Monday, April 8, 2024
HomesportAfter historic medal, Palestinian karateka Hala Alqadi wants peace for her homeland

After historic medal, Palestinian karateka Hala Alqadi wants peace for her homeland

Like many athletes in her homeland, Palestine karateka Hala Alqadi does not know what the future holds for her owing to the ongoing conflict between Palestinian Islamist group Hamas and neighbouring Israel in the western enclave of Gaza.

It was not a situation she expected to find herself in, particularly on Oct 5, when she stood on the podium at the Asian Games, smiling as her women’s kumite 68kg bronze medal was placed around her neck.

Her Hangzhou heroics made her Palestine’s first female Asiad medallist and only the second from the state to do so since Munir Abu-Keshek took bronze in men’s boxing more than two decades ago.

But any celebrations, especially in the de facto administrative Palestinian capital of Ramallah in the West Bank where she had trained for 15 years, had to be swiftly cut short.

While the 22-year-old was locked in a fierce battle for the bronze with former Asian Games medallist Chao Jou of Chinese Taipei, her homeland was soon mired in another skirmish of its own.

Just two days after her victory, conflict erupted in Gaza. Following Hamas’ unprecedented Oct 7 attack on Israel which killed about 1,200 people, mostly civilians, and 240 hostages were also taken, the war has also resulted in the deaths of close to 19,000 people, according to Gaza health authorities, from Israeli bombardments.

Alqadi said in a recent interview: “Winning the bronze medal at the Asian Games was one of the happiest days of my life. I was finally able to raise the flag of my country in such a big event, despite the lack of preparation, and the general situation in Palestine.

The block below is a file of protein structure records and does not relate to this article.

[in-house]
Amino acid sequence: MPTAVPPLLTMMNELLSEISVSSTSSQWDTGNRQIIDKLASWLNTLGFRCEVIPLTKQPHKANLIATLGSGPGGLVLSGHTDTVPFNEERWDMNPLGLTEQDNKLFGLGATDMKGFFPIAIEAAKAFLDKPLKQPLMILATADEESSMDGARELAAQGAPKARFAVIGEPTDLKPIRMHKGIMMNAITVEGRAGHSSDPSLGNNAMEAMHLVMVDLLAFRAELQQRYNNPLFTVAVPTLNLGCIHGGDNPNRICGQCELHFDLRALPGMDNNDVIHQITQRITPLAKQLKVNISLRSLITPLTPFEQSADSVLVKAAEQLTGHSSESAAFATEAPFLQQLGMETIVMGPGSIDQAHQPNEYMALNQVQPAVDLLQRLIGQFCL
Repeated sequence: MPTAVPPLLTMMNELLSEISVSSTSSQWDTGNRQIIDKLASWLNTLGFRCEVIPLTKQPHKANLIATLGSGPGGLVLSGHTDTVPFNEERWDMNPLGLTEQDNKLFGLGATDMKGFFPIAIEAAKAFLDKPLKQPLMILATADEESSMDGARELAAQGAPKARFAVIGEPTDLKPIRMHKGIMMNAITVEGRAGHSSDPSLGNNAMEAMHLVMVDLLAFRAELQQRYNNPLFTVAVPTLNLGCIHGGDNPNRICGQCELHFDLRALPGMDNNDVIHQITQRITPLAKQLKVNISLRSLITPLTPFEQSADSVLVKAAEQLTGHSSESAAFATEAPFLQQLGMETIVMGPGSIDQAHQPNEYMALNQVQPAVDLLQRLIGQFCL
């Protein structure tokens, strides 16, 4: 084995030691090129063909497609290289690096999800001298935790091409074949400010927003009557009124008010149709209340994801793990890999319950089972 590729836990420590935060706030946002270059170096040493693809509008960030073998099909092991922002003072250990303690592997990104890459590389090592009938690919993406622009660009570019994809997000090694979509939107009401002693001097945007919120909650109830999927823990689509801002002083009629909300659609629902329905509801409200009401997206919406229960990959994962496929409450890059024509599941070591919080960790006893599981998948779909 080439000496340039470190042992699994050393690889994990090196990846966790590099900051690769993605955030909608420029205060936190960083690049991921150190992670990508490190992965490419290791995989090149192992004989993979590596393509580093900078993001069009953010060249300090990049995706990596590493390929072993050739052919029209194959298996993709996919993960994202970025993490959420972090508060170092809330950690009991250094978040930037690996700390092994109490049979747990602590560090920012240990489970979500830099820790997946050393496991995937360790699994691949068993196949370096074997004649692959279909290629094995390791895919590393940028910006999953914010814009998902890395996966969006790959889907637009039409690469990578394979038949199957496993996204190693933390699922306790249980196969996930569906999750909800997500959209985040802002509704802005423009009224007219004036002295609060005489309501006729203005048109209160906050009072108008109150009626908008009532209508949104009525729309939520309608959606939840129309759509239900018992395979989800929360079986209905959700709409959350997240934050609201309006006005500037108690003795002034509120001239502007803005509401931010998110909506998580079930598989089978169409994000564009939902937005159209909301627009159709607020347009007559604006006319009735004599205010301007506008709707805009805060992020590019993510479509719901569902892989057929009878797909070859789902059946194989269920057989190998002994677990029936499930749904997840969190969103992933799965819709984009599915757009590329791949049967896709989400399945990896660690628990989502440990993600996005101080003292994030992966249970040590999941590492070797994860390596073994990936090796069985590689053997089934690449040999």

“Since it was the first medal for Palestine in the Asian Games in more than 20 years and it was won by a female athlete, people were very happy and excited, everyone was posting about it and (congratulating) me, my family, my coach, and our (state of Palestine national Olympic committee).

“However, it didn’t last long since the war started two days after the competition.”

While her bronze medal is a leap forward for Palestinian sports, the conflict has quickly set it a few steps back.

Alqadi, who is still based in Ramallah, said: “I was hoping I would be able to participate in the world championships that took place in Hungary on Oct 24. However, due to the current situation, we weren’t able to participate. It was a great opportunity to raise our voices and spread awareness about what’s happening since sport is a great way to get our voices heard.

“The current situation in Palestine is so terrible for all Palestinians and athletes. Many facilities and establishments have been bombed, all the roads between cities are closed, a lot of athletes and administrators have been murdered in this aggression against my people.”

While the future remains unclear for Alqadi, she is focused on her ultimate goal – to see the Palestinian flag fly high at the world championships and to bring home a gold for her state.

She said: “I remember thinking at the podium (in Hangzhou), that if I’m this happy because I was finally able to raise my flag, how would it feel if I won the gold medal and got the whole audience listening to our anthem? How happy and proud would I feel at that moment? So I’m aiming to live that moment.”

She also wants to spread a message of hope and peace.

“I want to tell all the athletes, especially the young ones, to never lose hope and keep working hard, hoping for a better and peaceful future where we can all achieve our dreams and be great athletes.”

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